Holopaw – Academy Songs Volume 1

Holopaw – Academy Songs Volume 1

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If given a featureless, nameless Holopaw album, you might never guess the band rolls six members deep. Musically, there’s too little happening on the tracks to merit a sextet, the empty spaces between drum fill and acoustic guitar strums are cavernous and deep, broken only by the tenor vibrato of John Orth. Guitar parts float in and out, basslines appear with the same regularity as keys—which is to say infrequently and only when Holopaw dares to rise above a muted roar.

And without the indicative title of their latest album, you might never know that Academy Songs Volume 1 is a lyrical concept record set in fictional boy’s academy. The lack of recognition of the thematic concept, lyrical or otherwise, rests squarely on the shoulders of Orth’s delicate, dynamic vocal lines. Orth is an unusual singer in a formative way in Holopaw; it’s hard to imagine the band without his presence in front of the mic. He’s got a distinctive voice that’s at once recognizable, terrifically flawed and glacially pristine. Not as distinctive as a J. Mascis, but as unique as Dan Bejar or Issac Brock. And he’s able to turn alliterative phrases like “the discotheque isn’t open, they’re just testing the lights” and weighty proclamations like “oh Calvary, oh Calvary, we’ve lost another pilgrim at sea” into effortless tossaways that meld with other instruments.

Holopaw came around at a time when alt-country was emitting a death rattle for the 14 th time (i.e., 2003). Since no one could put a name on their acoustic brand of hushed space pop, they weren’t given their due — despite their first two albums being released on Sub Pop and recording with Issac Brock as Ugly Casanova. Academy Songs isn’t going to do much to burn off the fog of confusion that Holopaw emits, though Academy Songs is more powerful than their previous LPs, but only because drummer Ryan Quinney refuses to lay idly by while songs like “Dirty Boots (He Don’t)” and “Diamonds” threaten to drown in soft rock ineptitude. Instead, tracks like the hyper-vigilant “Golden Sparklers” and the album climax “Infidels” are loaded with frantic moments of wild guitars and crashing cymbals where the band actually sounds like a loaded six-piece instead of a backing band for Orth’s bedroom tapes.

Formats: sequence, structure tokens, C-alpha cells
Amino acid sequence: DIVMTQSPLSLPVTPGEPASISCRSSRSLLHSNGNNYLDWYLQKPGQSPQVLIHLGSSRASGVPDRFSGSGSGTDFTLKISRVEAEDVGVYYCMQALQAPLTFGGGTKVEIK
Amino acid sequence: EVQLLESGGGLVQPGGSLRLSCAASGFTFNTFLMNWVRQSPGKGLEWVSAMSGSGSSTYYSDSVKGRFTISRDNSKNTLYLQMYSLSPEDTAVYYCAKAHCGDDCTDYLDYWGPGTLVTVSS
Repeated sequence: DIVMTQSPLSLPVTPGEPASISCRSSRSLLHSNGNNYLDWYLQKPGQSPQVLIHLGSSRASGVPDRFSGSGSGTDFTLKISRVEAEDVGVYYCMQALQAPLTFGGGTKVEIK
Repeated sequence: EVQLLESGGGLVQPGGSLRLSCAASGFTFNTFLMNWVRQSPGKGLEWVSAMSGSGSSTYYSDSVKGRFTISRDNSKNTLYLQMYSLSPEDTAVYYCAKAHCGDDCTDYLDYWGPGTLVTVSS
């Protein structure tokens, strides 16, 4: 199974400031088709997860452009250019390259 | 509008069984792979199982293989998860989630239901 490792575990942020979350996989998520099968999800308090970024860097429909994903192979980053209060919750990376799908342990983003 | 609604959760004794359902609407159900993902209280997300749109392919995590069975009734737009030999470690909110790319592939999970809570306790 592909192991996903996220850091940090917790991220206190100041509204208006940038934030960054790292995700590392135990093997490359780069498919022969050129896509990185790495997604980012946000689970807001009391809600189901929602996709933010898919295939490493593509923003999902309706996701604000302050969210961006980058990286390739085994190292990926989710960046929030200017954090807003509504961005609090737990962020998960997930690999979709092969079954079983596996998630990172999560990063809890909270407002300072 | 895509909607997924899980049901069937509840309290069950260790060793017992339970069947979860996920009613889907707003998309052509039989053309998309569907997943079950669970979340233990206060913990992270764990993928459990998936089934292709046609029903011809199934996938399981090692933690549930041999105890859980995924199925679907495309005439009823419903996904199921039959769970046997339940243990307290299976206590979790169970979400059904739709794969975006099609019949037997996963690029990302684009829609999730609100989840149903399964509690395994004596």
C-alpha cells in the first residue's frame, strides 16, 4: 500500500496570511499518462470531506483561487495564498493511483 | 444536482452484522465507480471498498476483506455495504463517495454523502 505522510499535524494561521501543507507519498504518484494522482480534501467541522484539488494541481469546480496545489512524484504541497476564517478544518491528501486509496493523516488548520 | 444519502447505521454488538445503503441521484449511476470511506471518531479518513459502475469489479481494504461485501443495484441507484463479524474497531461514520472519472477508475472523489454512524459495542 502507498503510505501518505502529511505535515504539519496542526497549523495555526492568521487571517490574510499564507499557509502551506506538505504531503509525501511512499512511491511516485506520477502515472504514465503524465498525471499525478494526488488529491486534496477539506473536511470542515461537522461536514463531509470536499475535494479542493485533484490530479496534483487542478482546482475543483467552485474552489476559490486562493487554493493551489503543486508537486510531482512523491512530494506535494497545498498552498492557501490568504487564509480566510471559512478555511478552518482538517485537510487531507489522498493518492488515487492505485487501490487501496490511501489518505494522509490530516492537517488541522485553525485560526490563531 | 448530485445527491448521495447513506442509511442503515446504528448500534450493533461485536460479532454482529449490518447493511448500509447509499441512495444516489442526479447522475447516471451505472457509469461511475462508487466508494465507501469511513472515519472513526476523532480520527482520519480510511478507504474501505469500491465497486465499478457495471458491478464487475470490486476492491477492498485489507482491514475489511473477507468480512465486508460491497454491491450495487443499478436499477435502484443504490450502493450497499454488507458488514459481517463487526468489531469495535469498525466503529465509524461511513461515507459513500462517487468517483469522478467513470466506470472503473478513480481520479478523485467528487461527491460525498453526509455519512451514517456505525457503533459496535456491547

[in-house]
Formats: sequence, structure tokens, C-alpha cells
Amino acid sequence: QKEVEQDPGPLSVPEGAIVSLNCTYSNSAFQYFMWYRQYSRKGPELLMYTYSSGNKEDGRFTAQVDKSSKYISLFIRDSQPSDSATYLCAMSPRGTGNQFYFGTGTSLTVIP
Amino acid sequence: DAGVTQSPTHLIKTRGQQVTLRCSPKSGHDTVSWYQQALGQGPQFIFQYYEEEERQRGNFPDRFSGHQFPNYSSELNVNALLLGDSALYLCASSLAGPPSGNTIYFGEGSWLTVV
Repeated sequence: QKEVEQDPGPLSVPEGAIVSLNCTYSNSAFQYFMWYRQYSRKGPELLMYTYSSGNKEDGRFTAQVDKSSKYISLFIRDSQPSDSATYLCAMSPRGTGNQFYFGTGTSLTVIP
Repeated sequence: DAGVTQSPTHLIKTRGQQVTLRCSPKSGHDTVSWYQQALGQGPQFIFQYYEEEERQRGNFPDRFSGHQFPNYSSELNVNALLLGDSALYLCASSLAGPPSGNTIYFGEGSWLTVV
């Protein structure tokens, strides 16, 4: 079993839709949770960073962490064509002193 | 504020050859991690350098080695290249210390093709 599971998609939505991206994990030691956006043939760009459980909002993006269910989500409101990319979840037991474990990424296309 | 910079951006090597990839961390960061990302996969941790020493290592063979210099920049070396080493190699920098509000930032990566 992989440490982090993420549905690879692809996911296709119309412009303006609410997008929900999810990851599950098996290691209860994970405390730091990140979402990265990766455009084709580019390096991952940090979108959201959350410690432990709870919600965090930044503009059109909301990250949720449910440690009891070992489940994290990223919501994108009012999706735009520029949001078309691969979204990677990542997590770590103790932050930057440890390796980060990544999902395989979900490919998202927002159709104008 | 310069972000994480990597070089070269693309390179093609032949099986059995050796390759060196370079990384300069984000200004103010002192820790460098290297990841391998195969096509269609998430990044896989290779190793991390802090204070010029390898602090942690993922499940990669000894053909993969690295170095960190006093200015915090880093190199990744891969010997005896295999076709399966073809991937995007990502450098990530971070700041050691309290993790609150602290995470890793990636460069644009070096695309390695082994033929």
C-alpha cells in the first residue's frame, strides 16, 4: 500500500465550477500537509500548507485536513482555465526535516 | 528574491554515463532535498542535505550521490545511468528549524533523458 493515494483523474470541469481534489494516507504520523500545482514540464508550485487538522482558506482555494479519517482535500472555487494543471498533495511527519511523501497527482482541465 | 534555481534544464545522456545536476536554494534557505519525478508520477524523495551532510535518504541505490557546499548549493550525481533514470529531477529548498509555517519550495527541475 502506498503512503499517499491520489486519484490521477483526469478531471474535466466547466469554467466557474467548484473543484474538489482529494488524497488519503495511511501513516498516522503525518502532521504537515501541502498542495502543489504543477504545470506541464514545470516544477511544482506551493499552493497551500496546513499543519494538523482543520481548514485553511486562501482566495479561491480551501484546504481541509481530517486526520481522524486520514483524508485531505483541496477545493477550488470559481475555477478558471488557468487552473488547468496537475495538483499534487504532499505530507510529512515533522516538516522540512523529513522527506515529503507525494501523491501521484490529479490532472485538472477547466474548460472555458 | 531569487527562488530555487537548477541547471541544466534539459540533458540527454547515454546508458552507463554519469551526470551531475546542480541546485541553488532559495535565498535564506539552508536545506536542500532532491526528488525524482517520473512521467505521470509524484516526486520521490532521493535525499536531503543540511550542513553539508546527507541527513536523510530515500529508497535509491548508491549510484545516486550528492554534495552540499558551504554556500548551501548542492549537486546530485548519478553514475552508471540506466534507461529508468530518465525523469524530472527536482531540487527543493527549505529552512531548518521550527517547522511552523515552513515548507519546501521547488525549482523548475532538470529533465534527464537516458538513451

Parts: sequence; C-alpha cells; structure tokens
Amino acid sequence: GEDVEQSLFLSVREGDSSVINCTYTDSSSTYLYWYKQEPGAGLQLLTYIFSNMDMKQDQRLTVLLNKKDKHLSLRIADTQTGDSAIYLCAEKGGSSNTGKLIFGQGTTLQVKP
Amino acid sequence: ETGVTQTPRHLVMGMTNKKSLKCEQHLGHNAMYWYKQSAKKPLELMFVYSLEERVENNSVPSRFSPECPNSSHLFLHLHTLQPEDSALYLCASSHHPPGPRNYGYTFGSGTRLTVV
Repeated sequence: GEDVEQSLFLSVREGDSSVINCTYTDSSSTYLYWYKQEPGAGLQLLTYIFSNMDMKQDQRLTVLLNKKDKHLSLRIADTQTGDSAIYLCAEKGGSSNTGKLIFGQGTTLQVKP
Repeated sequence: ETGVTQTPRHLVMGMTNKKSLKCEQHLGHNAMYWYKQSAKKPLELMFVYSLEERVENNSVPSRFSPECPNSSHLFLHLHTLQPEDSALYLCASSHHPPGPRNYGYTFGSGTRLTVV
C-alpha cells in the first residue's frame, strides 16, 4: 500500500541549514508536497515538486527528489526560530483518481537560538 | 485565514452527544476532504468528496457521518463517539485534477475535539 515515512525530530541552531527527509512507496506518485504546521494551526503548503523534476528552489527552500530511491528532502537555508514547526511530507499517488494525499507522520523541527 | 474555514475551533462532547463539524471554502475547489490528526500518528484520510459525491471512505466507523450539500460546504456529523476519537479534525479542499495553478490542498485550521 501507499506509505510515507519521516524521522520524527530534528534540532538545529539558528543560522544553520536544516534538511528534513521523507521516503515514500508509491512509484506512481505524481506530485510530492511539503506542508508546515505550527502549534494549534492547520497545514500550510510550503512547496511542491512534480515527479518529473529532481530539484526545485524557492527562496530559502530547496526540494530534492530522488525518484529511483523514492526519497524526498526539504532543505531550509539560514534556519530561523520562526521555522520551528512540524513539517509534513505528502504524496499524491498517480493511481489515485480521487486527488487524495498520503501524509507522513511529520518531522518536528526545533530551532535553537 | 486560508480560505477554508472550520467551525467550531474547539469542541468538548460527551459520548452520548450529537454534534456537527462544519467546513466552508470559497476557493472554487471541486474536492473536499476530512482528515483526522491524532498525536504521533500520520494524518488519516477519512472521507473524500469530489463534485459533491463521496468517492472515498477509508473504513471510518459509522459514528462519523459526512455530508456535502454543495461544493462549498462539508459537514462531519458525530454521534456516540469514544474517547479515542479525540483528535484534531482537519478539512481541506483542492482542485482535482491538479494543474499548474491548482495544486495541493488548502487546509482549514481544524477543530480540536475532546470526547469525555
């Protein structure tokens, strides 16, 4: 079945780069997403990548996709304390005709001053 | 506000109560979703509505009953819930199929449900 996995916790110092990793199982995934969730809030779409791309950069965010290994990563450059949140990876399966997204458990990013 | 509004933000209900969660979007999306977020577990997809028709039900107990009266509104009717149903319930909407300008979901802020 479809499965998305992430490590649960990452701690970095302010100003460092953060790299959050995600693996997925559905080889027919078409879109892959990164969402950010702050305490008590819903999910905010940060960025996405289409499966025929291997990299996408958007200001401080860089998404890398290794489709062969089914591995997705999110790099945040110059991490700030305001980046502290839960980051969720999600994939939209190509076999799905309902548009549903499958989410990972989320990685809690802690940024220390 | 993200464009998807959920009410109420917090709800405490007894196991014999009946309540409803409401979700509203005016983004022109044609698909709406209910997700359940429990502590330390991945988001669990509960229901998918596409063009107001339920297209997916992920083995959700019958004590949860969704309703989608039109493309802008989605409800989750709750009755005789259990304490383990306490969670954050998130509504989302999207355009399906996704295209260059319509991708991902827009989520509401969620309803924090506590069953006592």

Orth is opting for something grander than another run-of-the-mill indie record on Academy Songs. That much comes out in the decipherable snippets of lyrics that you can catch and the repeated refrains that run through the eleven tracks: “we are the virgin snow,” “the lights of the discotheque,” and multiple references to diamonds, bedfellows and Calvary, which may or may not be the fictitious academy’s name. The conceits are subtle and Holopaw won’t give you a map or even a flashlight to find your way. But getting lost in Academy Songs feels like midnight, teenage game of capture the flag in the woods: oppressively frightening but exhilarating and wistful. And when it ends, and you retreat back home, everything still lingers.


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